# Friction free system

1. Jul 26, 2012

### moatasim23

If we some how assume a friction less surface,and drive our automobile on it...We know that automobile moves by the reaction force of friction...the wheels push the ground in the backward direction and the friction moves us fwd..(correct me if I am wrong)..In friction less system..how the motion of our automobile be like?

2. Jul 26, 2012

### Staff: Mentor

the wheels would spin and there would be no motion. Consider a car on a smooth patch of ice.

One caveat about the car is that the driving wheels may be connected to a differential so that if one tire slips the other tire wont spin but I guess you get the same result no motion forward.

Last edited: Jul 26, 2012
3. Jul 26, 2012

### Staff: Mentor

There would be no change in its motion. It can glide around, without changing its velocity (unless you throw something away, care about air resistance, or whatever).

4. Jul 26, 2012

### Danger

If you're persistent, and especially if you have deep-lug tires like on a 4x4, you might eventually get some tiny motion from the displacement of air by the wheels. I'm pretty sure that it would be random, though.

5. Jul 26, 2012

### Staff: Mentor

I guess if its a frictionless surface then the tire lugs wouldn't be able to dig into the surface to get a hold so you might bounce up and down and back and forth a bit but still not go anywhere.

6. Jul 26, 2012

### Danger

I was actually thinking of the tires acting like little paddle-wheels against the atmosphere.

7. Jul 26, 2012

### sophiecentaur

Or the exhaust gases could give you some jet thrust?

8. Jul 26, 2012

### moatasim23

Why do we slip backwards while moving in a slippery surface..I mean a less frictional surface.?

9. Jul 26, 2012

### sophiecentaur

Do we? I think you'd have to describe the scenario more clearly. On the face of it, I'd say that statement is not right.

10. Jul 26, 2012

### moatasim23

Yes according to my observation if I walk on a wattery surface..I slip backwards..

11. Jul 26, 2012

### Danger

Good point. That would probably have more effect than the tires would.
I agree with your later observation as well. The only way that slipping would cause rearward motion is if there's an incline or if the victim's centre of gravity is rearward. (Given the level of morbid obesity in the USA, the latter is quite possible. )

12. Jul 26, 2012

### sophiecentaur

Do you mean that You or your Feet slip backwards? Or do You fall over backwards?
This isn't a frivolous question. Your answer is important for a proper comment.

13. Jul 26, 2012

### Danger

I meant the feet slipping forward, with the result of the victim falling on his ***, which I believe would result in a small net motion to the rear. Living in a very icy area, I've never seen feet slip backward. (I don't know that it doesn't happen, but I've never encountered it.)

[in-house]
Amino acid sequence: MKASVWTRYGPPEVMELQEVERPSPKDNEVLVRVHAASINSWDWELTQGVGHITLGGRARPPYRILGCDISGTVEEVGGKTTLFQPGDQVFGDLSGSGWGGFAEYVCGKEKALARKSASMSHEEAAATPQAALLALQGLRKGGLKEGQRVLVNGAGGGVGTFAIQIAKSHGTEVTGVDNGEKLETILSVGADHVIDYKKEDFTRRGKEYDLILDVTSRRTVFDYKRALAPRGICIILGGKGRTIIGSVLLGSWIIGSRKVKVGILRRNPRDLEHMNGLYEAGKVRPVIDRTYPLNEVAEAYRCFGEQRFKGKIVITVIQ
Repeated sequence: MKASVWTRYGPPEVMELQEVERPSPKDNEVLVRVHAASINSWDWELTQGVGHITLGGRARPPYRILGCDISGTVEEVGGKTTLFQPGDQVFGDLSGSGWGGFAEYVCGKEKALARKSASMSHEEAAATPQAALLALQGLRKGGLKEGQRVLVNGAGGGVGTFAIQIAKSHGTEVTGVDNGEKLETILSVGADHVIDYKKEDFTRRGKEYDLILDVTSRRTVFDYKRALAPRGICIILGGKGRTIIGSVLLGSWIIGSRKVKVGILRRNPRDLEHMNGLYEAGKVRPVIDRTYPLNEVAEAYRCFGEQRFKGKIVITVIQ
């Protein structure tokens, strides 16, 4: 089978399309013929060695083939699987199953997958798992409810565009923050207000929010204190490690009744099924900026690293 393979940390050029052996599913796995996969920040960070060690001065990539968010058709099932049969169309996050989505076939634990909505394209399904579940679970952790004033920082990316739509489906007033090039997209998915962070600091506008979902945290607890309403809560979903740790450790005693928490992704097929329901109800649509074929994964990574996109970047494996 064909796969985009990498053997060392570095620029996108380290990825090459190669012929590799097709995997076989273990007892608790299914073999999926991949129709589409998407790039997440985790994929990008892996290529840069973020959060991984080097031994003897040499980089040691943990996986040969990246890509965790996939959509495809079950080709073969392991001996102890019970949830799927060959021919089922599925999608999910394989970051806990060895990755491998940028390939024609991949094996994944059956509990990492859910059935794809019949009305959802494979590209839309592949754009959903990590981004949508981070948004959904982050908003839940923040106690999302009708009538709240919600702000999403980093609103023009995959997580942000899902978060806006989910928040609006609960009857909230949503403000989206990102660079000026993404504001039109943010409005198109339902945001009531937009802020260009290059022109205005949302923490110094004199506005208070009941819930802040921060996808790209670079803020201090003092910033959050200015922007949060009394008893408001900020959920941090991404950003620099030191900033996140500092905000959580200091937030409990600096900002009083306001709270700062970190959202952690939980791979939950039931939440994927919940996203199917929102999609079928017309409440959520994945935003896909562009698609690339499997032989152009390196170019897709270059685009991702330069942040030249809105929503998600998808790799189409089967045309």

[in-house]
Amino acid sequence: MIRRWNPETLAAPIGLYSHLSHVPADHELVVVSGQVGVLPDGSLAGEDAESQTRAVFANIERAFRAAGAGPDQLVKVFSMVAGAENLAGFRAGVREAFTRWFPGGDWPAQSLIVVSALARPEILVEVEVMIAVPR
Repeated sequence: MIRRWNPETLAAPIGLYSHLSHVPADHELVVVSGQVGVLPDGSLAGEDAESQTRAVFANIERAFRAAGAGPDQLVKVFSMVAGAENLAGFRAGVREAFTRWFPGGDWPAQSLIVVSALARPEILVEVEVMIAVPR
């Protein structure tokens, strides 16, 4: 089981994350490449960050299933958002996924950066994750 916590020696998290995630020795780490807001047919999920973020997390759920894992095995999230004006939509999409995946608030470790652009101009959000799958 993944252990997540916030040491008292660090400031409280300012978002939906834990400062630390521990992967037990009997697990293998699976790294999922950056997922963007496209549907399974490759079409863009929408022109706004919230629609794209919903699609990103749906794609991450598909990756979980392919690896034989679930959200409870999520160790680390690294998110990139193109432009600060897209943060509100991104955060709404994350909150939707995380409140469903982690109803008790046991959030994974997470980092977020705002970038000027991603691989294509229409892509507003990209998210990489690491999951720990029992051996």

14. Jul 26, 2012

### the_emi_guy

A little bit of propeller action from radiator fan too.

15. Jul 26, 2012

### jbriggs444

It's the first step you take onto the icy area that gets you. Not the last one you take before leaving it.

Plant heel, heel slips. And if you don't pull a foot back and plant it firmly behind you darned quick, your butt will plant itself on the sidewalk instead.

That's not backward movement, by the way. That's forward movement. Together with backward rotation.

16. Jul 26, 2012

### sophiecentaur

Rearward rotation, yes, but there can't be rearward motion unless there's a force (from somewhere) towards the rear. If the ice is totally smooth, there is no force.

17. Jul 26, 2012

### Danger

You underestimate the climate in my province. It's all ice.
I'm well acquainted with the mechanics of doing an ***-plant. At the risk of sounding braggy, I used to have almost superhuman reflexes. Even so, I hit the pavement a few times. Whether you call it movement or rotation or whatever, there was negative progress along my direction of travel. That might just be due to the particular method that I use to get back up, which is to pull my legs back under myself. That places my feet behind where they were when I flipped. If I were to roll my upper body forward instead, I would gain ground.

18. Jul 27, 2012

### sophiecentaur

@Danger
I think that using your observations of yourself is clouding the issue, rather. If you start off perfectly stationary on frictionless, horizontal ice, nothing that you can do can make your centre of mass move in any particular direction. (Ignore the air for this argument).

If you step onto this same ideal piece of ice, your CM will continue forwards at the same velocity as your original step. Whether you manage to stay upright or fall over, your translational velocity cannot change. Newton's Laws can't be suspended for the special case of deep Canadian winters. It seems that even Canadian ice must have some vestigial friction - when combined with your shoes, if your observations are truly accurate and unbiassed. Skates, otoh, can all exert some force, laterally to the blades) on ice so you can get any result you want to from an experiment with skates.